A classmate of mine is no longer walking this earth.
I feel the loss deeply.
I wonder for the umpteenth time why the bonds between third culture kids are so strong. After all, it’s been decades since we shared a campus. Only a small fraction of my life was spent building friendships in that arena. And, yet, the impact is inexplicably profound.
I’ve pondered it again this week as I have before. But, this time, I’ve come to some new conclusions.
The pyschological explanation is that we all met during impressionable, vulnerable years when our identities were in formation. We all experienced two or more cultures and were trying to decide which culture we personally identified with. “Who am I?” just became more complicated. And here we are surrounded by a group facing this same challenge.
Most of us were not living in our passport country and far from extended family. Into that vacuum emerges a third culture. A group of expats on the same journey. Kindred spirits who knew what it was like to be transplanted. To be dropped into an island of English speakers surrounded by foreign languages, food and ways. In this context, we struggle to answer the questions: Who am I? Which culture will I choose? Who are my people? Where is my tribe? Where do I belong and how do I get there?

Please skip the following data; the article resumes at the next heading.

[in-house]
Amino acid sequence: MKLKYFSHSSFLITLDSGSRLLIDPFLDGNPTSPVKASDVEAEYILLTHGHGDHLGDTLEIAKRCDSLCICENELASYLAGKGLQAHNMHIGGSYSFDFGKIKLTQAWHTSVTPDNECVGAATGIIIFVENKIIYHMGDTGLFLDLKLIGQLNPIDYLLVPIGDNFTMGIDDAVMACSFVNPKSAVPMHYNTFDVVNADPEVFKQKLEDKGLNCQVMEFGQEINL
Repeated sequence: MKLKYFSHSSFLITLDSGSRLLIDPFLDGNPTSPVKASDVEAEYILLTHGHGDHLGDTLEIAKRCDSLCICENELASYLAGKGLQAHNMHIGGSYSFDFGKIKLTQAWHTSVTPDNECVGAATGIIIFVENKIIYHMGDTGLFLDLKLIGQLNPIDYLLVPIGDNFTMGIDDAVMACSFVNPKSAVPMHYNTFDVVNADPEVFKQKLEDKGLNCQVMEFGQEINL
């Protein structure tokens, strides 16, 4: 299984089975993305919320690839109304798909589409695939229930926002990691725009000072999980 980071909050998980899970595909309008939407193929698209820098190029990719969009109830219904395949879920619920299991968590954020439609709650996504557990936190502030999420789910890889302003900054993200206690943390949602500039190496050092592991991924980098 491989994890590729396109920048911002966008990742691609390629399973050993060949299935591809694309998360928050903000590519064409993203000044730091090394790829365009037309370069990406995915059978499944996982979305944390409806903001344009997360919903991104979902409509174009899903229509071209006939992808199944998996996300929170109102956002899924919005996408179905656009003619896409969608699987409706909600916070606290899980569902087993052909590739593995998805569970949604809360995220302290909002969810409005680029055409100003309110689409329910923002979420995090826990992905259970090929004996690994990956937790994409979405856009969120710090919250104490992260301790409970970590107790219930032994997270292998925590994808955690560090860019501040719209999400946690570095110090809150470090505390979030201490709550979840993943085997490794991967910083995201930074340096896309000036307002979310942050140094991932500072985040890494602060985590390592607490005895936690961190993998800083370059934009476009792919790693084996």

Those same fundamental questions we were all facing and answering, mostly oblivious to the process, but mindful that we were not alone.
The spiritual explanation took me by surprise. I woke up one morning with verses from Mark 10 on my mind. “Truly I say to you, there is no one who has left home or brothers or sisters or mother or father or children or fields for me and the gospel, who will fail to receive a hundred times as much in this present age (houses and brothers and sisters and mothers and children and fields– and with them persecutions) and in the age to come, eternal life.”
The bonds are strong, the connection is deep because Jesus promised to provide family to those who had given up family. He hard-wired the bonds to be stronger than passing friendships. Many in that expat community were missionaries. They had made sacrifices for the sake of the gospel. Jesus promised to recompense those sacrifices. Not only in the life to come, but in this life as well. Inexplicable.